Using non musical influences

A question I quite often get is what inspires me as a guitar player and composer. It seems most people who ask this question expect an answer consisting of a list of guitar players and other musical input. There’s no doubt such direct musical influences can inspire you. And I think they even shape your musical vocabulary and identity to a great extent. That’s how it works in any art form, you pick up little bits and pieces from your colleagues and use them how you see fit. But while this direct inspiration can be seen as an important part of every musician, the phenomenon of indirect inspiration is something I’d like to write about for this month’s blog.

I remember reading interviews with my musical heroes back when I was younger. The same question about inspiration came up quite often as well and some of my heroes answered the question with abstract answers like nature, love, life in general, etc. And while this sounded cool to me, I didn’t understand it at all! How can nature tell you what awesome riff to play, right? That was not the way I wrote music. I approached composing as throwing in a certain style riff there, doing a certain passage there, use that riff there and so on. An approach that on an obvious level only makes use of direct inspiration.

But as I grew older and got more experience writing music I began to realize the power and influence of indirect inspiration. Basically everything that happens in life influences your creative process, whether you want it or not. And as I began to realize the impact of this phenomenon I also began to see its beauty. As an artist you have the opportunity to poor your feelings into the work you create. This is not only an extremely rewarding experience for the artist, but it also makes your work stand out as honest and pure, which in turn gives your listener a very rewarding experience.

But how do you capture this abstract energy and transfer it to the calculated world of music? I think it’s a life long journey to really master this conversion. I feel like I’m just getting the hang of it really and I try to be really conscious about it when I’m working on music these days. I think the real challenge lays in interfacing abstract and concrete. Feelings, emotions, intuition, they’re all an extremely abstract thing. While composing music is a very mathematical and calculated craft. In other words, you have to find ways to let these 2 opposites interact with each other. This subject is obviously too big to really cover in a blog, so I’ll try to list some tips & tricks to get you started.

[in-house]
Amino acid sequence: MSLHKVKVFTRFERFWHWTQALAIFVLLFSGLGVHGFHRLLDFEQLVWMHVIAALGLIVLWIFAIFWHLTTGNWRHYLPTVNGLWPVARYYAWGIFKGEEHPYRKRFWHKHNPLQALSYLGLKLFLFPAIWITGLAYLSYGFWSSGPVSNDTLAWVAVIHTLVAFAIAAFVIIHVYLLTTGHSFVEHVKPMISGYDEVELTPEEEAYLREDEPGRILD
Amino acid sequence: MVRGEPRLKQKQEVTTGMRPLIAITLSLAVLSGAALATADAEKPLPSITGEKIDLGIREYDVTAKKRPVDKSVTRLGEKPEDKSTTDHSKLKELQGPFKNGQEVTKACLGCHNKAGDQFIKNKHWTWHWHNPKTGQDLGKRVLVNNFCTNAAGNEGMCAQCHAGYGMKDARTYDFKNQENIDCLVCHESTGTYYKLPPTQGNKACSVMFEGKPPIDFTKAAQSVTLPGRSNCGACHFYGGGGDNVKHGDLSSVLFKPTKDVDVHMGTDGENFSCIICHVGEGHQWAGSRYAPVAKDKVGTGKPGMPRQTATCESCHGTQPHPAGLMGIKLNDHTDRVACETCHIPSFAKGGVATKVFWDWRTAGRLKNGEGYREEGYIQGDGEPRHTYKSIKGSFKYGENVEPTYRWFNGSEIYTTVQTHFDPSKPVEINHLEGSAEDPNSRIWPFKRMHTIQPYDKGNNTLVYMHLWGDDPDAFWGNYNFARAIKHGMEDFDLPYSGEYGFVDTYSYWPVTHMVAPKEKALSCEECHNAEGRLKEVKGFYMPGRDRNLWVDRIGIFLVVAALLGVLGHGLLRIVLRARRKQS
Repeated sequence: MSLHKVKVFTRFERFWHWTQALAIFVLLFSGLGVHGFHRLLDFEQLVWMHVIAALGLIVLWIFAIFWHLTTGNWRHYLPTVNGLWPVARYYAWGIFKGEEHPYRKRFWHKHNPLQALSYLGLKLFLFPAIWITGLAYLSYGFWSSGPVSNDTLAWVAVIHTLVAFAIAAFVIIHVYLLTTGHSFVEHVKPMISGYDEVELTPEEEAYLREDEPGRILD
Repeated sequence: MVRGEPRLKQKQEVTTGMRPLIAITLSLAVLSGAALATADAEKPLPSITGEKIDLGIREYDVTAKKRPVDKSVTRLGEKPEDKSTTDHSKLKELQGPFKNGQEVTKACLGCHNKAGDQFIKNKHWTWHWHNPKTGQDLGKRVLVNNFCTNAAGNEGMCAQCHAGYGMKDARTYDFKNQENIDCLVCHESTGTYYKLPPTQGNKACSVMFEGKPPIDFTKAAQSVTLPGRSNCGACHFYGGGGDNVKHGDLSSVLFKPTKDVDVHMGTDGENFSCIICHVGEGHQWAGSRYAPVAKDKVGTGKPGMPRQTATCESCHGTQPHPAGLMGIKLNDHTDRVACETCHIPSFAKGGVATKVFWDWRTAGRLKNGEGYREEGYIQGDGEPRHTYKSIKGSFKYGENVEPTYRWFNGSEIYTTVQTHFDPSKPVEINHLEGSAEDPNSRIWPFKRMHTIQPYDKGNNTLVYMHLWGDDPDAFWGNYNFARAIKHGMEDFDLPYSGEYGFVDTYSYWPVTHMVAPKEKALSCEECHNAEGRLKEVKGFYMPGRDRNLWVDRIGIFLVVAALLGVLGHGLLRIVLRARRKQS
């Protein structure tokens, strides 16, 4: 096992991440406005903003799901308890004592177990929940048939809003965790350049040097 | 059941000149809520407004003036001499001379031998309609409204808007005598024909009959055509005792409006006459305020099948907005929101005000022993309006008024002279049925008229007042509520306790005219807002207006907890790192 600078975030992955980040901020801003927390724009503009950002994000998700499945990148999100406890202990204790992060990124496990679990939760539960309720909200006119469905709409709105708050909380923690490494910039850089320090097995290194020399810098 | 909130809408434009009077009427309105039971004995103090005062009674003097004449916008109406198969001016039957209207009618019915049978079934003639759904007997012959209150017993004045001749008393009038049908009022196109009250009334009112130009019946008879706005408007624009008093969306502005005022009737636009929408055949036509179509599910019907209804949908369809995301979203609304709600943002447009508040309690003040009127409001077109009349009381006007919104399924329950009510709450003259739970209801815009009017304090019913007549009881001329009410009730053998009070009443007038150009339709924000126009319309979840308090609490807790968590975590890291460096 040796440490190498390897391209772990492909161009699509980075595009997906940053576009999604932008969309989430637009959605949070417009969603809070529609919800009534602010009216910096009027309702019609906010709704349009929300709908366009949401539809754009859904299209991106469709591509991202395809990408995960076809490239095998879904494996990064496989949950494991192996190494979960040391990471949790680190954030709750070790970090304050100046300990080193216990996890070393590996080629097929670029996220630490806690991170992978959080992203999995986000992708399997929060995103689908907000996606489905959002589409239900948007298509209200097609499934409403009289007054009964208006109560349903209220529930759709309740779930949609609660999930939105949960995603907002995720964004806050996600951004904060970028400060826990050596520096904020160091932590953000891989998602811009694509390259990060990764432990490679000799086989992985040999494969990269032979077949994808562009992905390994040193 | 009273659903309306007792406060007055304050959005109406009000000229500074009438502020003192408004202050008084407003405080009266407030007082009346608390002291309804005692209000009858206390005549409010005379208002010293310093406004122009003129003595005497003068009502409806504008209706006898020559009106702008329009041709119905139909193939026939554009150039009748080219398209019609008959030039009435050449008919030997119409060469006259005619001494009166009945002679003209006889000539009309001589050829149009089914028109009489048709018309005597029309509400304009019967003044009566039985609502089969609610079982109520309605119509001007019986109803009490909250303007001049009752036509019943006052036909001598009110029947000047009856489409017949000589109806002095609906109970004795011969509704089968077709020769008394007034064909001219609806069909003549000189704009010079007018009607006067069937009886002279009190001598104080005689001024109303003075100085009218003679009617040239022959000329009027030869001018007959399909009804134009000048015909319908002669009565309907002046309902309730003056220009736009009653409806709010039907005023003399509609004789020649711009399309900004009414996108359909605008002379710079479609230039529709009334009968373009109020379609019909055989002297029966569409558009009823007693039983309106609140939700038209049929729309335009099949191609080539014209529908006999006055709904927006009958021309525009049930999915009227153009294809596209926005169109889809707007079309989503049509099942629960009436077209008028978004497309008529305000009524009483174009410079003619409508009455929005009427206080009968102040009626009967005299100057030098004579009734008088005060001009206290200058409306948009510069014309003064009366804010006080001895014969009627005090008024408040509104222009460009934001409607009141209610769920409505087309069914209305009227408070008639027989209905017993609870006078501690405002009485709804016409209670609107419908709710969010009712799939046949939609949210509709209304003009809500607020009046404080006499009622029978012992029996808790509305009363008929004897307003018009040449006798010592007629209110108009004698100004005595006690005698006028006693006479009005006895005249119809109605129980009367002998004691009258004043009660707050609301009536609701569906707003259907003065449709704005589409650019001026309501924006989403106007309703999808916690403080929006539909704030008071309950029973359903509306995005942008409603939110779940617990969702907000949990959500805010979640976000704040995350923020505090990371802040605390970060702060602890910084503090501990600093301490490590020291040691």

1. Get away from that computer! Almost everyone I know writes their music from behind a computer. And while it’s do doubt a great tool for recording and even getting creative, it can also be an incredibly stale and sterile environment to get the creative juices flowing. Just try and and write music at a place that actually inspires you for example.

2. Start small! Let’s say you’re out in nature, a desolated, sunny mountain top with pine trees all around you. This experience will definitely put you in a certain mood, this mood can be used to inspire you. But there’s no way you’re going to just write a complete song from this experience alone. So start small, try and sing a melody that fits the vibe. Fool around with some chords and see which ones match the vibe. Start tapping a beat and see what comes out. It’s all about finding these smaller building stones that you can build an entire song around by using your craftsmanship and taste.

3. Listen! Everything around you, everything you experience, everything you feel, influences your experience of music. Whether you’re listening to, playing or writing music. You could think a simple E minor chord will always be the same chord, with the same emotional values. But the reality is that the way you perceive this chord will be different when your external circumstances change. This is obviously a simple example, but it basically goes for everything in music (and probably life in general). Experience can’t exist without reference. Change your point of reference and the experience will change as well.

4. Practice! Dive into life and consciously experience new things or things that always fascinated you. See how they influence your perception of music and try to see if you can find ways to let these experiences guide your creative process. Like any skill it takes time and practice to develop.

5. Forget about theory! While studying theory is a great way to expand your musical knowledge and musical skill, it can also put you in a place of extremely boxed and linear thinking. Don’t forget the purpose of theory, it’s there to help you, not to hinder you! In other words, try to have an open mind, judge and trust your creative process from a place of feelings instead of thoughts.

There’s obviously a lot more to say about this subject but I feel this should cover enough for this months blog. I hope it was an interesting read. And again, if you have any suggestions on what I should cover for next month’s blog, be sure to contact me and let me know!

Thanks for reading,

Tymon

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